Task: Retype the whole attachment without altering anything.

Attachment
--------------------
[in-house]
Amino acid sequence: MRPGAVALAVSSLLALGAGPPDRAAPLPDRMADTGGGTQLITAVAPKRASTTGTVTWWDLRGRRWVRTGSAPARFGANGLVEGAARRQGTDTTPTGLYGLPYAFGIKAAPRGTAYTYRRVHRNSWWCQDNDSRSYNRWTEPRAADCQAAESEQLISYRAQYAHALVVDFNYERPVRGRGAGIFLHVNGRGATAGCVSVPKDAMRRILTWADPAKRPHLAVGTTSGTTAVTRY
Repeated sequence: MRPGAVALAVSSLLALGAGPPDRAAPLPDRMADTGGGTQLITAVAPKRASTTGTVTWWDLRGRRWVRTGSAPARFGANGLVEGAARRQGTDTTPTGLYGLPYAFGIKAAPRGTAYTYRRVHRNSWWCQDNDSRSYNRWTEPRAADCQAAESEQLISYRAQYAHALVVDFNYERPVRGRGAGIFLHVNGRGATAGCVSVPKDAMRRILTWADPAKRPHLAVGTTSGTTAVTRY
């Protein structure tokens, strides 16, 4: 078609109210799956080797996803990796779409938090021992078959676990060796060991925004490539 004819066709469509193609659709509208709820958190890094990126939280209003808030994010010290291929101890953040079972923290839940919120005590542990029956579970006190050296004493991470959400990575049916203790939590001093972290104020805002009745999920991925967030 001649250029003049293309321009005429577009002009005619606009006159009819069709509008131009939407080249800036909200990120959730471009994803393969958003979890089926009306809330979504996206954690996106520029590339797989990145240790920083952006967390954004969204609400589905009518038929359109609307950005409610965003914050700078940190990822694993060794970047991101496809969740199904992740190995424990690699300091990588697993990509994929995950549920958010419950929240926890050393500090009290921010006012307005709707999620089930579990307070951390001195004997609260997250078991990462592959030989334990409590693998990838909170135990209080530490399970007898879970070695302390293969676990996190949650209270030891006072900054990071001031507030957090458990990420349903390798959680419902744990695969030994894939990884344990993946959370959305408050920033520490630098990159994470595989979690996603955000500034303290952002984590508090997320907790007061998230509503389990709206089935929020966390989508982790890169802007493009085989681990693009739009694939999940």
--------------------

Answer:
[in-house]
Amino acid sequence: MRPGAVALAVSSLLALGAGPPDRAAPLPDRMADTGGGTQLITAVAPKRASTTGTVTWWDLRGRRWVRTGSAPARFGANGLVEGAARRQGTDTTPTGLYGLPYAFGIKAAPRGTAYTYRRVHRNSWWCQDNDSRSYNRWTEPRAADCQAAESEQLISYRAQYAHALVVDFNYERPVRGRGAGIFLHVNGRGATAGCVSVPKDAMRRILTWADPAKRPHLAVGTTSGTTAVTRY
Repeated sequence: MRPGAVALAVSSLLALGAGPPDRAAPLPDRMADTGGGTQLITAVAPKRASTTGTVTWWDLRGRRWVRTGSAPARFGANGLVEGAARRQGTDTTPTGLYGLPYAFGIKAAPRGTAYTYRRVHRNSWWCQDNDSRSYNRWTEPRAADCQAAESEQLISYRAQYAHALVVDFNYERPVRGRGAGIFLHVNGRGATAGCVSVPKDAMRRILTWADPAKRPHLAVGTTSGTTAVTRY
């Protein structure tokens, strides 16, 4: 078609109210799956080797996803990796779409938090021992078959676990060796060991925004490539 004819066709469509193609659709509208709820958190890094990126939280209003808030994010010290291929101890953040079972923290839940919120005590542990029956579970006190050296004493991470959400990575049916203790939590001093972290104020805002009745999920991925967030 001649250029003049293309321009005429577009002009005619606009006159009819069709509008131009939407080249800036909200990120959730471009994803393969958003979890089926009306809330979504996206954690996106520029590339797989990145240790920083952006967390954004969204609400589905009518038929359109609307950005409610965003914050700078940190990822694993060794970047991101496809969740199904992740190995424990690699300091990588697993990509994929995950549920958010419950929240926890050393500090009290921010006012307005709707999620089930579990307070951390001195004997609260997250078991990462592959030989334990409590693998990838909170135990209080530490399970007898879970070695302390293969676990996190949650209270030891006072900054990071001031507030957090458990990420349903390798959680419902744990695969030994894939990884344990993946959370959305408050920033520490630098990159994470595989979690996603955000500034303290952002984590508090997320907790007061998230509503389990709206089935929020966390989508982790890169802007493009085989681990693009739009694939999940």